Twitter vs. Meta: Legal Tensions Over Threads App
The digital landscape is heating up with Elon Musk's Twitter threatening Meta, Facebook's parent company, over allegations of copyright infringement and illicit sharing of trade secrets through its newly released Threads app.
Rapid Rise, Fast Controversy
The Threads app's success was astonishing, amassing over 30 million sign-ups within 24 hours, surpassing Meta's own projections. However, the euphoria was short-lived as Musk accused Meta of replicating Twitter's format and poaching ex-employees to gain confidential information.
Twitter's Allegations: Copying and Unlawful Misappropriation
According to a letter sent to Meta's CEO by Twitter's top lawyer, Meta allegedly copied Twitter and unlawfully used its intellectual property. The letter stressed that such behavior would not be tolerated, and legal action was imminent. The letter also accused Meta of hiring numerous ex-Twitter employees, who supposedly divulged sensitive data.
Despite Twitter's allegations, Meta remains defiant. The firm denies employing any former Twitter employees on the Threads project and labels the accusations as unfounded.
Musk maintains a stern stance on the issue, insisting on healthy competition but unequivocally condemning any form of cheating.
USPTO Discloses Three-Year Data Leak
The U.S. Patent and Trademark Office (USPTO) recently revealed an inadvertent leak of approximately 61,000 filers' private addresses over a span of three years.
Data Spill: Accidental and Prolonged
From February 2020 to March 2023, the personal domicile addresses of trademark applicants, often their home addresses, were accidentally displayed in public records. This incident emerged due to an issue with one of the USPTO's APIs, which provides access to the status of pending and registered trademarks.
Aftermath and Resolution
Upon detecting the problem, USPTO swiftly blocked access to all non-critical APIs and removed the impacted bulk data products pending a permanent fix. On April 1, the issue was resolved, the addresses were concealed, and the API vulnerabilities were rectified.
The USPTO affirms that the leaked data, accounting for about 3% of applications filed during this period, has not been misused. The agency expresses regret for the incident and promises improved data security measures in the future.
Microscopic 'Louis Vuitton' Handbag Auctioned for $63,000 Without Official Consent
An ultra-miniature handbag, mirroring Louis Vuitton's Monogram OnTheGo design, was recently auctioned in New York for a staggering $63,000. The neon green bag, smaller than a grain of salt, has turned heads globally due to its novelty and controversial nature.
Tiny Art, Big Impact
The handbag measures just 657 by 222 by 700 micrometres, small enough to pass through the eye of a needle. It was created by MSCHF, a New York-based art collective known for their unique and daring works. They describe the bag as an extreme example of how brand symbolism can overshadow the functional value of an object.
Trademark Violation Controversy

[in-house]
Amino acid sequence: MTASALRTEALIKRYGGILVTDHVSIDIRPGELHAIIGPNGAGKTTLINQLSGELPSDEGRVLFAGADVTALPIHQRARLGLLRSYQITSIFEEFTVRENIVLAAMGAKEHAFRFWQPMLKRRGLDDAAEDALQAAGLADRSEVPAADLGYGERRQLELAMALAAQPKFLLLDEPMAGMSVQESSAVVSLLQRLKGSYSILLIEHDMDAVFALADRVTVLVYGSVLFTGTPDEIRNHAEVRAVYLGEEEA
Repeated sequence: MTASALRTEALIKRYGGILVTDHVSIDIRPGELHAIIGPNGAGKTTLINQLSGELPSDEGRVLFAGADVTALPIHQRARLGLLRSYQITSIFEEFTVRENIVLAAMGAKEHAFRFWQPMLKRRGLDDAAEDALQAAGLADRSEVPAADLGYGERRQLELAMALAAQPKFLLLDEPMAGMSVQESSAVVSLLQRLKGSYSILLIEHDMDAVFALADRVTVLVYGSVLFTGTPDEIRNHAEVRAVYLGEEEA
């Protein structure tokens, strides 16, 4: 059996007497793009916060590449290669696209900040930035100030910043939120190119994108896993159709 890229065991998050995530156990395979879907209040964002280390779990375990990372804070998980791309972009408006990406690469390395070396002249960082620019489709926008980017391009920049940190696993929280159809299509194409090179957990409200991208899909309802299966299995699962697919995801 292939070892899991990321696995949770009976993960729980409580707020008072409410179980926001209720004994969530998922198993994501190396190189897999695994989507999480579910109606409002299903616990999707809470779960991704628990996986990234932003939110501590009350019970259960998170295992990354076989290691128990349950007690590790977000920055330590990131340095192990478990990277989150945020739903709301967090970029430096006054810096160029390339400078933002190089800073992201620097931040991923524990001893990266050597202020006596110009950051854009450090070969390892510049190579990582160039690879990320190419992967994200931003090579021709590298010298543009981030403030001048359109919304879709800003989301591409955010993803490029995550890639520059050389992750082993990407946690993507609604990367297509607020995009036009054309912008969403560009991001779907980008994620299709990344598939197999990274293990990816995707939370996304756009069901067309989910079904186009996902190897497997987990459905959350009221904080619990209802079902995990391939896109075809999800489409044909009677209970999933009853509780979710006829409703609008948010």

However, it appears that MSCHF did not obtain permission from Louis Vuitton to use their iconic logo or design for the microscopic handbag. This lack of consent may spark a legal dispute, similar to the one MSCHF faced with Nike over their 'Satan Shoe'—a modified Nike Air Max 97, which led to a trademark infringement lawsuit and a subsequent product recall.
Shein's Expansion into Third-Party Retailing Raises Counterfeit Concerns
Shein, renowned for its fashionable and affordable attire, has recently expanded into third-party retailing—imitating Amazon Marketplace's model. With this expansion, Shein ventures beyond clothing, offering home appliances, electronics, pet supplies, and more.
A Shift in Strategy, A Rise in Problems
This strategy shift from on-demand manufacturing to including third-party retailers raises concerns about counterfeit and copyright infringement issues. Shein, already known for its 'dupes'—items closely resembling designer products—has faced lawsuits from brands like Stussy, Ralph Lauren, Oakley, and Dr. Martens over alleged intellectual property infringements.
With third-party sellers onboard, the potential for intellectual property violations escalates, illustrated by a recent incident involving fake Nike Air Jordans being swiftly delisted.
Counterfeiting: A Growing Global Issue
Counterfeit goods present a substantial global problem, costing the economy $500 billion annually, as per the US Chamber of Commerce. The bulk of counterfeits are shipped as small, low-value orders—making monitoring by government agencies challenging.
Amazon, a pioneer in the marketplace model, has grappled with similar issues. It established a Counterfeit Crimes Unit in 2020 to handle such matters, but the problem persists.
A Bumpy Road Ahead?
As Shein expands its operations, managing counterfeit and copyright infringement issues could become more complex. Despite its growth and topping the download charts on the US iOS App Store in 2022, Shein's customer spending remains a fraction of Amazon's, according to Bloomberg Second Measure.